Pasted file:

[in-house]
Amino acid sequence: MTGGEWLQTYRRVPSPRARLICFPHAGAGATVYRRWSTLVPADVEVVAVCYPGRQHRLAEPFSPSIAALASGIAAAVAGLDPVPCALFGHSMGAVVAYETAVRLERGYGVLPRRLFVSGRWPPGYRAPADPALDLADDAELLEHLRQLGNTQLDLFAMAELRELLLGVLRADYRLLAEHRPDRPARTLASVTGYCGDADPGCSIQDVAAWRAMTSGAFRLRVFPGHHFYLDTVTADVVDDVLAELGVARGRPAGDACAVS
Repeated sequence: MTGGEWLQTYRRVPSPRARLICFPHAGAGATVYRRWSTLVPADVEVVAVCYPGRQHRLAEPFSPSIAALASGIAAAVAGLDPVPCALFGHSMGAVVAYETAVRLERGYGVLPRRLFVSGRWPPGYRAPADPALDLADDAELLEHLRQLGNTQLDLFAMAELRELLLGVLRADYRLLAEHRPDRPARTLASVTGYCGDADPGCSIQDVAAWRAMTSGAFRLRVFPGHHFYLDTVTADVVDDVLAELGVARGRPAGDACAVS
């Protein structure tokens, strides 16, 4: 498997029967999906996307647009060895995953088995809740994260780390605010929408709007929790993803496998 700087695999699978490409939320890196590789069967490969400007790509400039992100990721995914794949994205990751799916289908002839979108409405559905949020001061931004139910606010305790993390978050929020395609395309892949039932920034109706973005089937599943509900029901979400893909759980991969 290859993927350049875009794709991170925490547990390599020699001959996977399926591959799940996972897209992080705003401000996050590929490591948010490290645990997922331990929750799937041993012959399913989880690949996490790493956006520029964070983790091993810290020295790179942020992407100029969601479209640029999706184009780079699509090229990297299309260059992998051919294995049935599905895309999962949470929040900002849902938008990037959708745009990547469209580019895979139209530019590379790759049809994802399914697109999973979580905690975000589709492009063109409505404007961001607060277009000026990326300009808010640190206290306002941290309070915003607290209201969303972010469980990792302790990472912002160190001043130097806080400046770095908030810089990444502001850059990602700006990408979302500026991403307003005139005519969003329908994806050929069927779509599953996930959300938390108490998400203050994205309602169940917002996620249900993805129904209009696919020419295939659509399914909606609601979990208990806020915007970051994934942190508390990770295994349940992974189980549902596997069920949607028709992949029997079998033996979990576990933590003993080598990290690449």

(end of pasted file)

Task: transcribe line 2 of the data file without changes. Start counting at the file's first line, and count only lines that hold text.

Amino acid sequence: MTGGEWLQTYRRVPSPRARLICFPHAGAGATVYRRWSTLVPADVEVVAVCYPGRQHRLAEPFSPSIAALASGIAAAVAGLDPVPCALFGHSMGAVVAYETAVRLERGYGVLPRRLFVSGRWPPGYRAPADPALDLADDAELLEHLRQLGNTQLDLFAMAELRELLLGVLRADYRLLAEHRPDRPARTLASVTGYCGDADPGCSIQDVAAWRAMTSGAFRLRVFPGHHFYLDTVTADVVDDVLAELGVARGRPAGDACAVS